The Blue & Gold

Decency Has Taken a Backseat to Selfishness at CCHS

Jake Busch

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The headline above may be disconcerting. Nobody wants to see that title connected to their school. Unfortunately, this is the reality at Chamblee. And it needs to end. Right now.

If you don’t know what I’m talking about, don’t worry. No questions will be unanswered by the end of this article. But let me warn you: before you say that you are not a part of the problem, let me stop and say that you are. I am. We all are.

Here’s some background into this pressing issue: at the end of last year, we, the members of the Chamblee community, were informed that 232 new students would be transferring into our school and leaving the Cross Keys district. This stemmed from overcrowding Cross Keys High School has been experiencing for years. The gross injustice the students and families of Cross Keys had been enduring apparently reached a boiling point for our thoughtful, insightful county officials (like it hadn’t been a systemic concern before), and they decided redistricting was due.

Now to the present day: we have “welcomed” 232 new members of our community into the confines of our bright, modern school. We have “welcomed” their differences, we have “welcomed” their presence, and we have “welcomed” their contributions. We have “welcomed” the newest members of the Chamblee family like no group of people anywhere should be welcomed: with discrimination, with vulgarity, with insensitivity.

There are many of you that would disagree. “Sure, there are a few students who have probably acted in a hateful manner,” you may say, “but CCHS is known for being an extremely diverse and accepting community.” You are so right, but you are also so wrong.

A Cross Keys teacher, whom I had the utmost pleasure of interviewing in this past May’s edition on the very issue of redistricting, wrote a blog post on this “welcoming” of transfer students into our community. It was certainly not the most eloquently written piece; blanket statements were made, tension was created, and people expressed their opposition. However, this teacher’s emotional connection to the situation can explain her anger, and even if some of the hasty generalizations were unfounded and unwarranted, she, and teachers here at Chamblee, made clear to me the damning role of bystanders in this situation.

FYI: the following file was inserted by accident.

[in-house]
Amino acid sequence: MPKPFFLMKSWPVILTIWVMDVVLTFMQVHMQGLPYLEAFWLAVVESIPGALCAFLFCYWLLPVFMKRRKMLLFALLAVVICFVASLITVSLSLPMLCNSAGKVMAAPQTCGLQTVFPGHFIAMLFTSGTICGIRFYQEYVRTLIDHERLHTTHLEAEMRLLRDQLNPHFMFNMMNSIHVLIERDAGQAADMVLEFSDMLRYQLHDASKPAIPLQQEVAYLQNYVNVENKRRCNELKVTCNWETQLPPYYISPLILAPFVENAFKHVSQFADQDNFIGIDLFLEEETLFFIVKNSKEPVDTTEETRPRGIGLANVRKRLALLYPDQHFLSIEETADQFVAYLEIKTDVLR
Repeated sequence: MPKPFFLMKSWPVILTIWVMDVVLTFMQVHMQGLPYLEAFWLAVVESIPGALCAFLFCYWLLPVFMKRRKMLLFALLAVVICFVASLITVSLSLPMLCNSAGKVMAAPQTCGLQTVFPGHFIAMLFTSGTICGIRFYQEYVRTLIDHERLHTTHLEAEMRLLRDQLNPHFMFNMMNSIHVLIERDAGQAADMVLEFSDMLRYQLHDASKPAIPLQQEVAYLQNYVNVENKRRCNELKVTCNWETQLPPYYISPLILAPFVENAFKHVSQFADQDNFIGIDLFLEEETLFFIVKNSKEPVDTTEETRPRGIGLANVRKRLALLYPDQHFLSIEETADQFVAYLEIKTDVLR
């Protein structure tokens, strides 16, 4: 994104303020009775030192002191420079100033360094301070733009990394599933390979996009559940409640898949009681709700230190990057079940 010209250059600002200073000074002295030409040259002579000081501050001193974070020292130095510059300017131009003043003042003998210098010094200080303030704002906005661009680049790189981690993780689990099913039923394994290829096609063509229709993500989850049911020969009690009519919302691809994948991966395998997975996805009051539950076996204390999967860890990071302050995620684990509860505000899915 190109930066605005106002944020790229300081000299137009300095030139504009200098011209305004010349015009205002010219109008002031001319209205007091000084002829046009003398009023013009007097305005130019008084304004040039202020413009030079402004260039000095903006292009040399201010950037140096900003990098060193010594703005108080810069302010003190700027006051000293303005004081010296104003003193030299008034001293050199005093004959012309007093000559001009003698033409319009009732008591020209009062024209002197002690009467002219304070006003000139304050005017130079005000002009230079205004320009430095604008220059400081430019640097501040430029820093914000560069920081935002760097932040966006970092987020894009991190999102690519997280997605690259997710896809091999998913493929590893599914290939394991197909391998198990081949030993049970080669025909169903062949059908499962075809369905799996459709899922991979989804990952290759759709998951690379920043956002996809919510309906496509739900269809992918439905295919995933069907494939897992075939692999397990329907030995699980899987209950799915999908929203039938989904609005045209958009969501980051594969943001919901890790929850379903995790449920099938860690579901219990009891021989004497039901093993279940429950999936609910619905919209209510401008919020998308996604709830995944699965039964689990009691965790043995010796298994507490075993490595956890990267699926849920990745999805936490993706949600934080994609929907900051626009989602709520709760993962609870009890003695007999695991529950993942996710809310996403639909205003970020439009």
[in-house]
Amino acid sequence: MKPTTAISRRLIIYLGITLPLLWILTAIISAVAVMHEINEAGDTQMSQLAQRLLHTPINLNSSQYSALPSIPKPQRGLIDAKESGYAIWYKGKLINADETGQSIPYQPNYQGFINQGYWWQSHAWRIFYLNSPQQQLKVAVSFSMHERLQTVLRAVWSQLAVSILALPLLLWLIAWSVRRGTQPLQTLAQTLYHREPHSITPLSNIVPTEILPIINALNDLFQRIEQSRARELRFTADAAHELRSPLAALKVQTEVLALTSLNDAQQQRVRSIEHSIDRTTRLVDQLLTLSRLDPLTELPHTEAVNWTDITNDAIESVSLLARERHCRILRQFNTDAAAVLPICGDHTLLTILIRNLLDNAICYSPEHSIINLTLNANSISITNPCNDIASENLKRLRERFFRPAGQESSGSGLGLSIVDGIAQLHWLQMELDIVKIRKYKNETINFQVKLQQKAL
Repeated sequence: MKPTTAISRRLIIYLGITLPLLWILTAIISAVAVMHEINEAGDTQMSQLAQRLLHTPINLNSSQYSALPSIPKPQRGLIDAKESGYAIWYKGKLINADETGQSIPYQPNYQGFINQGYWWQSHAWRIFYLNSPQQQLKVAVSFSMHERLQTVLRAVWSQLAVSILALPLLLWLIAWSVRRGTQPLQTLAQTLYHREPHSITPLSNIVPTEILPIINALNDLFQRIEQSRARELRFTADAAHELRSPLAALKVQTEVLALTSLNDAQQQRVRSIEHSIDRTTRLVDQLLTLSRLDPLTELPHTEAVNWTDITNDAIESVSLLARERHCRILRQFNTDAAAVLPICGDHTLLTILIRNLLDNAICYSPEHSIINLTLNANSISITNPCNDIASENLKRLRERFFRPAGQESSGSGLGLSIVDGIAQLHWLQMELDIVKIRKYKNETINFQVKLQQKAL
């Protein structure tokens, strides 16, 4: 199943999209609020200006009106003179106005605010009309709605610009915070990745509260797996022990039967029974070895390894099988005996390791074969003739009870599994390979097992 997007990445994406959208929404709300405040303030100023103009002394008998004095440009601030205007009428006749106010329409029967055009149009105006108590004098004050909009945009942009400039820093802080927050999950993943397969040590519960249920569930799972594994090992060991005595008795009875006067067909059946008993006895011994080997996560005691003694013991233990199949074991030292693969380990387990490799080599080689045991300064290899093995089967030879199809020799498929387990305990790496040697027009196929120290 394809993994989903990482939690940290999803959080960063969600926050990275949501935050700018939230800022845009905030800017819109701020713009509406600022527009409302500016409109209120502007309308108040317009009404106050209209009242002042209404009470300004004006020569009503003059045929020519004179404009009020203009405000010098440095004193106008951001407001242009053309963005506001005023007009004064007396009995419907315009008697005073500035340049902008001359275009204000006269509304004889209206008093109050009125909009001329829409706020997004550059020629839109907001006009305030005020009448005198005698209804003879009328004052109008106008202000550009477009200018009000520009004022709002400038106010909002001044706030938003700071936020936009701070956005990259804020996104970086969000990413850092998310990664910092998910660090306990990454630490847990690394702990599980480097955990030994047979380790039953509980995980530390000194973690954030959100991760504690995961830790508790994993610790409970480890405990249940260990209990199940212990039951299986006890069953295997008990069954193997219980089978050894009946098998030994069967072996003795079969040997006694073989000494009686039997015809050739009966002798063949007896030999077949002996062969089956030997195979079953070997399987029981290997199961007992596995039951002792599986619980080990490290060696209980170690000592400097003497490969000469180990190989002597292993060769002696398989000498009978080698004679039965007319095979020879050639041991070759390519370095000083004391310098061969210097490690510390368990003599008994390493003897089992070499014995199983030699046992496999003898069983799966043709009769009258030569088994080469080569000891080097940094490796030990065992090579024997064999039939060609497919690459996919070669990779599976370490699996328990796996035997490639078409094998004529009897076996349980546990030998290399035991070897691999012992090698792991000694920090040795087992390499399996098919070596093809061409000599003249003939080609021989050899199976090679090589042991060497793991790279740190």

So there is no reason to unleash a barrage of attacks on a woman who was merely speaking her opinion. Your attention paid to her will achieve nothing, especially not a solution, and you will remain the bystander that many, including myself, have become.

Claiming that this is isolated is the first mistake one makes as a guilty spectator. No, you may not be causing the problem, but as of right now, you are not a part of the solution either. Secondly, you have acknowledged the controversy, but have done nothing to resolve it. You heard the inappropriate chants at the football game. You listened to your peers spew untrue sentiments regarding the lowering of test scores because of the new students. You heard your son or daughter mention the profane statements on the bathroom wall.

And instead of standing up for those whose respect has been torn apart, you stood by and let the virus of lies and deceit disperse. Now, the damage done has left students wishing they weren’t going to this school. This is disgraceful.

I am not just blaming you all. I blame myself as well. As student body vice president, I have not done my part in defending my peers and their pride. I have not countered the hateful rhetoric of those that have tarnished our school’s reputation in the eyes of many. I have not fulfilled my responsibility to be the leader my fellow students deserve.

I have decided to change that. Now, I will not let their voices go unheard. I will not allow others to delegitimize the standing of their fellow students. I call on everyone to do the same.

We must have conversations about how to change the atmosphere at our school. I walk the halls every day and know that there is so much being held in. There are those that fear expressing their troubles. This exists in our society, and is beginning to show its ugliest form at Chamblee.

It is time that we swallow our pride to improve our school culture. There is no need to succumb to the pressure of trying to fit in by sacrificing human decency. If your friends truly value you, they won’t ridicule your fight for equality and justice; they will stand behind you and support you. I have suffered from this cowardice before, but no more.

It is time that we as a community begin fostering more discussion and awareness of racism and discrimination in our school. This issue may have surfaced with a redistricting move, a blog post, writings on walls, and behavior at a football game, but it has been around much longer than we may think.

Chamblee is a microcosmic example of a serious societal dilemma: discrimination goes unmentioned and unsolved in our society. Bad examples are set outside of Chamblee’s walls, but we cannot become that example by pushing this issue aside. Our school is a shining light of achievement and inclusivity, but we cannot compromise all that we have worked so hard to build. It is time to reverse this trend. We are all a part of the problem. We can all be a part of the solution, together. Join me.

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